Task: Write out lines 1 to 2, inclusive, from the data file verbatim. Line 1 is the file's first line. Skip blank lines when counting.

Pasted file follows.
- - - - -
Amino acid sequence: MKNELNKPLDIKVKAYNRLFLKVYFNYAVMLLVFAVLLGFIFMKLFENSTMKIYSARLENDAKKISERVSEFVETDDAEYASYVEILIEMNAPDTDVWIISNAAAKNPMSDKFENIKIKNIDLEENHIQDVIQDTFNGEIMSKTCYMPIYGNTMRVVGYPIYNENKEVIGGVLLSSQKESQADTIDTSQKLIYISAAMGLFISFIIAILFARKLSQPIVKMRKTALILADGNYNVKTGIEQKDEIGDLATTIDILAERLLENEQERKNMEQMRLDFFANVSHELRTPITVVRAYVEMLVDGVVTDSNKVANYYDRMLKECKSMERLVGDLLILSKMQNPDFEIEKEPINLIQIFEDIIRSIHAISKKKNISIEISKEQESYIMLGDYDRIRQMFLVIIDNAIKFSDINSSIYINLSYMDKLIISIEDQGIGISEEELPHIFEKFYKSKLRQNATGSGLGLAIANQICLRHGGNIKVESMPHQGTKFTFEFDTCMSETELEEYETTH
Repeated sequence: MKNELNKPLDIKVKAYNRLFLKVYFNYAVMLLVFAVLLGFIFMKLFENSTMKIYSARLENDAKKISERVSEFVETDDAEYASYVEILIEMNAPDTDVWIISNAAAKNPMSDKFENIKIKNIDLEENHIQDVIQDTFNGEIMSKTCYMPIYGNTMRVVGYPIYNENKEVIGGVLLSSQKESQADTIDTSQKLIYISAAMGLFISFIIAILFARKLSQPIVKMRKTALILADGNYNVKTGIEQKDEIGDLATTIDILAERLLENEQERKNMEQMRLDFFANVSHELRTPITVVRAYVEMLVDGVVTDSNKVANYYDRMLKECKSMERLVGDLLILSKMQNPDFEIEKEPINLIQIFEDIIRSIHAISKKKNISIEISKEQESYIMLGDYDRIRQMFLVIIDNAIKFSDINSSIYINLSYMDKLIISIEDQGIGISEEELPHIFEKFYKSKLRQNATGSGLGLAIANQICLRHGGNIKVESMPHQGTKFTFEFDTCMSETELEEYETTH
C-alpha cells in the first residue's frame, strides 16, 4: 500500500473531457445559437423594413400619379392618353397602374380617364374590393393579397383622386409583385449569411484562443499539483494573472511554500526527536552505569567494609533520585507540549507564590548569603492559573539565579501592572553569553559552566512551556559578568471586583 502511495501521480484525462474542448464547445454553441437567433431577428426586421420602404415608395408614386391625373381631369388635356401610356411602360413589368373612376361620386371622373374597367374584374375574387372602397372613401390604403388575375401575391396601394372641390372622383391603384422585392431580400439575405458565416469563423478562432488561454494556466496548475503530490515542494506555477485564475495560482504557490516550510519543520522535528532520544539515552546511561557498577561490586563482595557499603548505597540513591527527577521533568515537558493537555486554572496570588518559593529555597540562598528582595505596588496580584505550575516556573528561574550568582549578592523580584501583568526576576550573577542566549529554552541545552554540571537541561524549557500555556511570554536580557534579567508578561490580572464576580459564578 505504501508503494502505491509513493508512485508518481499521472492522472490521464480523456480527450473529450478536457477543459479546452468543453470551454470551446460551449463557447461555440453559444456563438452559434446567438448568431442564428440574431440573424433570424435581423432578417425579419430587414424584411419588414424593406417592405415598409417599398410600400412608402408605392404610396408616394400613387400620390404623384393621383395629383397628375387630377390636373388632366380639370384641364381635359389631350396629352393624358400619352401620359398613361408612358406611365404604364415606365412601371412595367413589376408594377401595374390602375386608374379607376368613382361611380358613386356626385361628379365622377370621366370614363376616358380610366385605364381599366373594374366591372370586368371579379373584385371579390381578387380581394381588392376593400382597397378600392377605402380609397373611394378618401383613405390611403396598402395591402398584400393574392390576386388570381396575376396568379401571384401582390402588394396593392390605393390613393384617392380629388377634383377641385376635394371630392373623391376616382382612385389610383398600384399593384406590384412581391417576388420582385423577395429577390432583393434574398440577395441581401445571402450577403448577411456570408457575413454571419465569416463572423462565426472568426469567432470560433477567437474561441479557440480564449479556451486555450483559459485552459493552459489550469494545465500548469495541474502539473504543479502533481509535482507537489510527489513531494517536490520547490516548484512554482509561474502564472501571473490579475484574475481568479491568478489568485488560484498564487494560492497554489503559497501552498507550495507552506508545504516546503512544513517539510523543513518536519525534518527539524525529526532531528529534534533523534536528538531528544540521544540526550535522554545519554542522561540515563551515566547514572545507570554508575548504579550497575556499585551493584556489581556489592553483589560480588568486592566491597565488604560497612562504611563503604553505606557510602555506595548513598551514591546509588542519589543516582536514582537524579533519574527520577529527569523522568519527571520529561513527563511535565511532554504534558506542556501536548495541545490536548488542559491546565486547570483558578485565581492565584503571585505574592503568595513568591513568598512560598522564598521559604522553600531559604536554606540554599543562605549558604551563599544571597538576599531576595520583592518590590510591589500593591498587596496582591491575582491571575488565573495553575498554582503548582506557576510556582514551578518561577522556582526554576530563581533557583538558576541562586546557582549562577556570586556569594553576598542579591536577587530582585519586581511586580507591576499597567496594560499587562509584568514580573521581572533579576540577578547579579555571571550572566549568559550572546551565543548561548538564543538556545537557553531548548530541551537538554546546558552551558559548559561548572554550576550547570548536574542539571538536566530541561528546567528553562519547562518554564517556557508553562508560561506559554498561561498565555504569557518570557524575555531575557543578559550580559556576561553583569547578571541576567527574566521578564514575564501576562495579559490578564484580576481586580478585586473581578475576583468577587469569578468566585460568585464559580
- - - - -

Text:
Amino acid sequence: MKNELNKPLDIKVKAYNRLFLKVYFNYAVMLLVFAVLLGFIFMKLFENSTMKIYSARLENDAKKISERVSEFVETDDAEYASYVEILIEMNAPDTDVWIISNAAAKNPMSDKFENIKIKNIDLEENHIQDVIQDTFNGEIMSKTCYMPIYGNTMRVVGYPIYNENKEVIGGVLLSSQKESQADTIDTSQKLIYISAAMGLFISFIIAILFARKLSQPIVKMRKTALILADGNYNVKTGIEQKDEIGDLATTIDILAERLLENEQERKNMEQMRLDFFANVSHELRTPITVVRAYVEMLVDGVVTDSNKVANYYDRMLKECKSMERLVGDLLILSKMQNPDFEIEKEPINLIQIFEDIIRSIHAISKKKNISIEISKEQESYIMLGDYDRIRQMFLVIIDNAIKFSDINSSIYINLSYMDKLIISIEDQGIGISEEELPHIFEKFYKSKLRQNATGSGLGLAIANQICLRHGGNIKVESMPHQGTKFTFEFDTCMSETELEEYETTH
Repeated sequence: MKNELNKPLDIKVKAYNRLFLKVYFNYAVMLLVFAVLLGFIFMKLFENSTMKIYSARLENDAKKISERVSEFVETDDAEYASYVEILIEMNAPDTDVWIISNAAAKNPMSDKFENIKIKNIDLEENHIQDVIQDTFNGEIMSKTCYMPIYGNTMRVVGYPIYNENKEVIGGVLLSSQKESQADTIDTSQKLIYISAAMGLFISFIIAILFARKLSQPIVKMRKTALILADGNYNVKTGIEQKDEIGDLATTIDILAERLLENEQERKNMEQMRLDFFANVSHELRTPITVVRAYVEMLVDGVVTDSNKVANYYDRMLKECKSMERLVGDLLILSKMQNPDFEIEKEPINLIQIFEDIIRSIHAISKKKNISIEISKEQESYIMLGDYDRIRQMFLVIIDNAIKFSDINSSIYINLSYMDKLIISIEDQGIGISEEELPHIFEKFYKSKLRQNATGSGLGLAIANQICLRHGGNIKVESMPHQGTKFTFEFDTCMSETELEEYETTH